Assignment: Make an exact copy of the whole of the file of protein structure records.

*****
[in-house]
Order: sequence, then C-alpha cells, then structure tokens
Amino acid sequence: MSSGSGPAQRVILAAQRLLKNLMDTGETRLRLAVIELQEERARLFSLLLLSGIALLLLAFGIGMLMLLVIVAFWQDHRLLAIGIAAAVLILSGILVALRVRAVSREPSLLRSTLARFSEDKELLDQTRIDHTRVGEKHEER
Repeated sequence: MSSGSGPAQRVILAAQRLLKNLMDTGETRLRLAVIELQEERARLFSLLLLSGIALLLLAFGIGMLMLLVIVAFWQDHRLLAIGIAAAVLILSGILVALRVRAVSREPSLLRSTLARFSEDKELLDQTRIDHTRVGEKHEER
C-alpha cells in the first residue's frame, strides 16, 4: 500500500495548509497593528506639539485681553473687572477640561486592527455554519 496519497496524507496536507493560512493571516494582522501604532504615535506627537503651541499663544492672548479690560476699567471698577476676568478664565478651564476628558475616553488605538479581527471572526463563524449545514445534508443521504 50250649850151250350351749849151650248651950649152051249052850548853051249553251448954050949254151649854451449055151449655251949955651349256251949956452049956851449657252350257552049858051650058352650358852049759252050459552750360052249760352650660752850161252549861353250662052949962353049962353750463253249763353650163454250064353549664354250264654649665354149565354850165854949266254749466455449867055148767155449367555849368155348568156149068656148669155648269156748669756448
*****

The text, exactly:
[in-house]
Order: sequence, then C-alpha cells, then structure tokens
Amino acid sequence: MSSGSGPAQRVILAAQRLLKNLMDTGETRLRLAVIELQEERARLFSLLLLSGIALLLLAFGIGMLMLLVIVAFWQDHRLLAIGIAAAVLILSGILVALRVRAVSREPSLLRSTLARFSEDKELLDQTRIDHTRVGEKHEER
Repeated sequence: MSSGSGPAQRVILAAQRLLKNLMDTGETRLRLAVIELQEERARLFSLLLLSGIALLLLAFGIGMLMLLVIVAFWQDHRLLAIGIAAAVLILSGILVALRVRAVSREPSLLRSTLARFSEDKELLDQTRIDHTRVGEKHEER
C-alpha cells in the first residue's frame, strides 16, 4: 500500500495548509497593528506639539485681553473687572477640561486592527455554519 496519497496524507496536507493560512493571516494582522501604532504615535506627537503651541499663544492672548479690560476699567471698577476676568478664565478651564476628558475616553488605538479581527471572526463563524449545514445534508443521504 50250649850151250350351749849151650248651950649152051249052850548853051249553251448954050949254151649854451449055151449655251949955651349256251949956452049956851449657252350257552049858051650058352650358852049759252050459552750360052249760352650660752850161252549861353250662052949962353049962353750463253249763353650163454250064353549664354250264654649665354149565354850165854949266254749466455449867055148767155449367555849368155348568156149068656148669155648269156748669756448